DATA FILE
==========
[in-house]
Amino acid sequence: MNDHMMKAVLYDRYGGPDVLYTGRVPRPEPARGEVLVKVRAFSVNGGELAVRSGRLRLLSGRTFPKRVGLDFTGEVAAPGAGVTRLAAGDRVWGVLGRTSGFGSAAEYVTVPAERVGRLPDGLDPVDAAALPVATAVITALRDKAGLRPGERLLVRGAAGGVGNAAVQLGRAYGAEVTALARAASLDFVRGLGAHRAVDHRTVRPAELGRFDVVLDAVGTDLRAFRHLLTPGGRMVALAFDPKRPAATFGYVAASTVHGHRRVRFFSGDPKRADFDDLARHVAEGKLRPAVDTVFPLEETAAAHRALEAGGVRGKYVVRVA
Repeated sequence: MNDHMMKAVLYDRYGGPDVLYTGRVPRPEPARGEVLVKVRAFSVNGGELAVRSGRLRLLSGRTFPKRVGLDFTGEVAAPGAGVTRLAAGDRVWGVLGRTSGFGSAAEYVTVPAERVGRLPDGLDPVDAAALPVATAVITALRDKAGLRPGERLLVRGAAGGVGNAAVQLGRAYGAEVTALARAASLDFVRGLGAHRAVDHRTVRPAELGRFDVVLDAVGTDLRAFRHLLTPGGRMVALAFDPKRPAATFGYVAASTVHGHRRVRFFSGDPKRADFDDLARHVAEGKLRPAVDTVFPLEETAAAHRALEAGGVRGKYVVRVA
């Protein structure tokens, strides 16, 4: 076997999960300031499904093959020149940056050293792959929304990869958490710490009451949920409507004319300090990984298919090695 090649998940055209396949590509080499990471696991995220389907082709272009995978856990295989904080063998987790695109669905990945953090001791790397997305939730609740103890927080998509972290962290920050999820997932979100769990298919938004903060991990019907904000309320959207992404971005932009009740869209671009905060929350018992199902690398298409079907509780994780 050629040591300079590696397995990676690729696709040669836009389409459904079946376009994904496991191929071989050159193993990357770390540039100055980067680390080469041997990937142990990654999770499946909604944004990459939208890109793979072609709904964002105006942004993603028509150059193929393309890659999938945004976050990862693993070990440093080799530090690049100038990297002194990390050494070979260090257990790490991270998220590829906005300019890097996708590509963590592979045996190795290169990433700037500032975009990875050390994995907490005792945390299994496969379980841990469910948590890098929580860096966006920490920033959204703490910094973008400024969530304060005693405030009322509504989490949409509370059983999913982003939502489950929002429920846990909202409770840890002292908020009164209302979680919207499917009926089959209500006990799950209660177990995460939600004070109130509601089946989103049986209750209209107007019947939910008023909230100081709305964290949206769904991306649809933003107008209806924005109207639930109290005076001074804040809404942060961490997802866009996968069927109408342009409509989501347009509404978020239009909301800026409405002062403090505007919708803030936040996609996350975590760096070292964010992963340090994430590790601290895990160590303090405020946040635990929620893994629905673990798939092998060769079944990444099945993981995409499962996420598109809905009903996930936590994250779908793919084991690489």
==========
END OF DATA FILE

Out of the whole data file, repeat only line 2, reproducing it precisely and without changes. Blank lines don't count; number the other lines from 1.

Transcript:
Amino acid sequence: MNDHMMKAVLYDRYGGPDVLYTGRVPRPEPARGEVLVKVRAFSVNGGELAVRSGRLRLLSGRTFPKRVGLDFTGEVAAPGAGVTRLAAGDRVWGVLGRTSGFGSAAEYVTVPAERVGRLPDGLDPVDAAALPVATAVITALRDKAGLRPGERLLVRGAAGGVGNAAVQLGRAYGAEVTALARAASLDFVRGLGAHRAVDHRTVRPAELGRFDVVLDAVGTDLRAFRHLLTPGGRMVALAFDPKRPAATFGYVAASTVHGHRRVRFFSGDPKRADFDDLARHVAEGKLRPAVDTVFPLEETAAAHRALEAGGVRGKYVVRVA